WEEK IN REVIEW: Laurels and Darts | October 5, 2018


On Wednesday night, activists from various Rutgers organizations gathered on the steps at Brower Commons to discuss experiences with sexual assault in the wake of last week’s Senate hearings of Dr. Christine Blasey Ford’s allegations against Supreme Court nominee Brett Kavanaugh. Among those at the rally were survivors of sexual assault and harassment, as well as advocates aiming to spread awareness of sexual violence. We laurel those who took part in this gathering for speaking the truth that needs to be heard with regard to this issue, and working toward real change. 


At the Livingston Student Center on Wednesday, a group of people stood outside holding signs with controversial statements on them. These statements included things like, “Homos go to Hell," “Muslims are going to hell” and “Lesbos can’t raise kids.” This sort of demonstration is not uncommon these days on college campuses. Groups like the one at Rutgers on Wednesday seemingly come and picket to get a rise out students, who they likely perceive as a predominantly progressive body of people. We dart yesterday’s picketers, because no matter a student’s political lean, it can be agreed on by most that the sort of intolerance displayed by these demonstrators is contrary to Rutgers’ values. 


A recent study led by Rutgers researchers discovered that as a result of their certain genes taken from bacteria, a specific type of green algae may survive more effectively in the face of climate change in comparison to their counterparts. There are rather important implications with regard to this research, such as the fact that learning more about this sort of algae can someday help us create an efficient source of biofuel, or understand the potential impact of climate change on species at the bottom of the food chain. We laurel the researchers involved in this study for representing Rutgers on an issue that will only become more pressing in the future.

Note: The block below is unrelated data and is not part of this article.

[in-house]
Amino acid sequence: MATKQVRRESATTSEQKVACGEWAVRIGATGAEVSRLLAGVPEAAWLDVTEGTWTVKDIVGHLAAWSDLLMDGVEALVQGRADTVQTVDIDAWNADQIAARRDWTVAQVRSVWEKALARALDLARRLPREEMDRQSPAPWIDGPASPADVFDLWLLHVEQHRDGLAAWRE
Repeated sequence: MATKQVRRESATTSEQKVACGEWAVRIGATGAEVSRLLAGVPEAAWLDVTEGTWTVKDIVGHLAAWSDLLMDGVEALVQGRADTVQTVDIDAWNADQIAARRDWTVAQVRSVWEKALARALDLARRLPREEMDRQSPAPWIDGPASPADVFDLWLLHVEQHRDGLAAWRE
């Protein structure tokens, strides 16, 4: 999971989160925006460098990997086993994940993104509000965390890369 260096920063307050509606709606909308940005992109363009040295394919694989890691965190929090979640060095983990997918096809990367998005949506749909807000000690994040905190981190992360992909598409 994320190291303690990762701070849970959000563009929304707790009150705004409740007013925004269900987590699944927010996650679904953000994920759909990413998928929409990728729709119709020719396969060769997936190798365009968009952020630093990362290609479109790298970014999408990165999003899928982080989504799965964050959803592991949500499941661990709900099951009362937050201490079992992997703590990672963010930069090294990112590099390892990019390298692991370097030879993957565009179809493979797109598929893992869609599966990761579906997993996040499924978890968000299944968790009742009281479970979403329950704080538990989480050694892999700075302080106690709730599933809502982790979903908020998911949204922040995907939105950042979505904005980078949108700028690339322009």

Rutgers University—Newark’s Sabrina Ahmed was elected student body president for the 2018-2019 school year. As she grew up in a predominantly white town in Morris County, Ahmed was surprised by the diversity at Rutgers. She said, “Yes me — a covered Muslim woman — got elected by a majority of students here to serve as your student body president.” Rutgers—Newark provided her with an experience outside of the norm and we dart the experience that she and others have faced and continue to face. It should not be a shock to elect a woman like Ahmed at Rutgers.


This week, Rutgers is celebrating 50 years of offering aid to students in need through the Education Opportunity Fund (EOF). This program and others like it play an essential role in balancing access to education. College is invaluable, and the experiences and knowledge one gains during college result in significant individual growth. Young people from low socioeconomic backgrounds are disproportionately affected by roadblocks when it comes to attaining an education, and as a result many of those students are unable to attend college. We laurel EOF and the like that help make equal opportunity for access to quality education an actual possibility. 


Rutgers Law Professor, Suzanne A. Kim, released a guest column this week about her experiences with sexual assault. In admitting her trauma while hearing about Ford’s experiences with Judge Brett Kavanaugh, Kim criticizes university culture. She questions “the role of an institution's culture in making it more difficult for us to reckon with sexual assault ... Places that prize power and elite accomplishment (that) compel the sorting of strong versus weak.” We dart the institutional culture that universities possess that add to the traumatic experiences that victims like Kim face.


The Daily Targum's editorials represent the views of the majority of the 150th editorial board. Columns, cartoons and letters do not necessarily reflect the views of the Targum Publishing Company or its staff.

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